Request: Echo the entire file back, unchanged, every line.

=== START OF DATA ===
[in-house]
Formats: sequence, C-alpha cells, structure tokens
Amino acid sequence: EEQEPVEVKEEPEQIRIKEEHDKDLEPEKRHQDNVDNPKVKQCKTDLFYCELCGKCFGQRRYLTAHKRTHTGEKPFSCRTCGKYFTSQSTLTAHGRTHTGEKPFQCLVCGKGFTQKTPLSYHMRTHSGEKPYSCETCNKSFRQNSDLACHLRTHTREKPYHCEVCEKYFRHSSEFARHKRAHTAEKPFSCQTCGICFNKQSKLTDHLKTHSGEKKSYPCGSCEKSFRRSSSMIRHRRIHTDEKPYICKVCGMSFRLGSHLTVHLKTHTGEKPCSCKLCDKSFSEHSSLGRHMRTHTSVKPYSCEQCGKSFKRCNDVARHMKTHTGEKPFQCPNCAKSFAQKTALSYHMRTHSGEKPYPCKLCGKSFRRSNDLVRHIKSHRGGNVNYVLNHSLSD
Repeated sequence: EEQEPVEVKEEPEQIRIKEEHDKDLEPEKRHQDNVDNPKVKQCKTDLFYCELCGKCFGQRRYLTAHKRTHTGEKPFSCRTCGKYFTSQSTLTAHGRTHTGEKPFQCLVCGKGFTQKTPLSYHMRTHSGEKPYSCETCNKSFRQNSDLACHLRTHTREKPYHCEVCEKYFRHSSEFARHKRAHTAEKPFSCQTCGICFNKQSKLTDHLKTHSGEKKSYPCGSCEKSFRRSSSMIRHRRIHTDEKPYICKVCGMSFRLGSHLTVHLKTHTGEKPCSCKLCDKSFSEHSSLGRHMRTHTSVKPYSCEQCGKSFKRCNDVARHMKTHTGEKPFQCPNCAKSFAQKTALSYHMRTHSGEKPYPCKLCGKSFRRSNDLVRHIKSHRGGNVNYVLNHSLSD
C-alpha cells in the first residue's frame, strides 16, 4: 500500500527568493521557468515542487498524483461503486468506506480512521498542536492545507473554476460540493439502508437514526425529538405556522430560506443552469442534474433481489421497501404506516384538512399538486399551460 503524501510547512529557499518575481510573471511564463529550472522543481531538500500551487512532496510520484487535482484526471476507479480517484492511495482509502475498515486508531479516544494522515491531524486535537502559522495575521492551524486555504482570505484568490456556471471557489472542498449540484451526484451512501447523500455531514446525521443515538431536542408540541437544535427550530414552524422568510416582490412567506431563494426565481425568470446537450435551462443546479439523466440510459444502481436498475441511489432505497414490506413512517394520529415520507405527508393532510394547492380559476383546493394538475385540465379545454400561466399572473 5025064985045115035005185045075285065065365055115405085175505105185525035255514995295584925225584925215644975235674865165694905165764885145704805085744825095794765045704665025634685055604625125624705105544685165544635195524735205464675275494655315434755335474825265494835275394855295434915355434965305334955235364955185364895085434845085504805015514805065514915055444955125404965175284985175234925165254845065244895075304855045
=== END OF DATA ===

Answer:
[in-house]
Formats: sequence, C-alpha cells, structure tokens
Amino acid sequence: EEQEPVEVKEEPEQIRIKEEHDKDLEPEKRHQDNVDNPKVKQCKTDLFYCELCGKCFGQRRYLTAHKRTHTGEKPFSCRTCGKYFTSQSTLTAHGRTHTGEKPFQCLVCGKGFTQKTPLSYHMRTHSGEKPYSCETCNKSFRQNSDLACHLRTHTREKPYHCEVCEKYFRHSSEFARHKRAHTAEKPFSCQTCGICFNKQSKLTDHLKTHSGEKKSYPCGSCEKSFRRSSSMIRHRRIHTDEKPYICKVCGMSFRLGSHLTVHLKTHTGEKPCSCKLCDKSFSEHSSLGRHMRTHTSVKPYSCEQCGKSFKRCNDVARHMKTHTGEKPFQCPNCAKSFAQKTALSYHMRTHSGEKPYPCKLCGKSFRRSNDLVRHIKSHRGGNVNYVLNHSLSD
Repeated sequence: EEQEPVEVKEEPEQIRIKEEHDKDLEPEKRHQDNVDNPKVKQCKTDLFYCELCGKCFGQRRYLTAHKRTHTGEKPFSCRTCGKYFTSQSTLTAHGRTHTGEKPFQCLVCGKGFTQKTPLSYHMRTHSGEKPYSCETCNKSFRQNSDLACHLRTHTREKPYHCEVCEKYFRHSSEFARHKRAHTAEKPFSCQTCGICFNKQSKLTDHLKTHSGEKKSYPCGSCEKSFRRSSSMIRHRRIHTDEKPYICKVCGMSFRLGSHLTVHLKTHTGEKPCSCKLCDKSFSEHSSLGRHMRTHTSVKPYSCEQCGKSFKRCNDVARHMKTHTGEKPFQCPNCAKSFAQKTALSYHMRTHSGEKPYPCKLCGKSFRRSNDLVRHIKSHRGGNVNYVLNHSLSD
C-alpha cells in the first residue's frame, strides 16, 4: 500500500527568493521557468515542487498524483461503486468506506480512521498542536492545507473554476460540493439502508437514526425529538405556522430560506443552469442534474433481489421497501404506516384538512399538486399551460 503524501510547512529557499518575481510573471511564463529550472522543481531538500500551487512532496510520484487535482484526471476507479480517484492511495482509502475498515486508531479516544494522515491531524486535537502559522495575521492551524486555504482570505484568490456556471471557489472542498449540484451526484451512501447523500455531514446525521443515538431536542408540541437544535427550530414552524422568510416582490412567506431563494426565481425568470446537450435551462443546479439523466440510459444502481436498475441511489432505497414490506413512517394520529415520507405527508393532510394547492380559476383546493394538475385540465379545454400561466399572473 5025064985045115035005185045075285065065365055115405085175505105185525035255514995295584925225584925215644975235674865165694905165764885145704805085744825095794765045704665025634685055604625125624705105544685165544635195524735205464675275494655315434755335474825265494835275394855295434915355434965305334955235364955185364895085434845085504805015514805065514915055444955125404965175284985175234925165254845065244895075304855045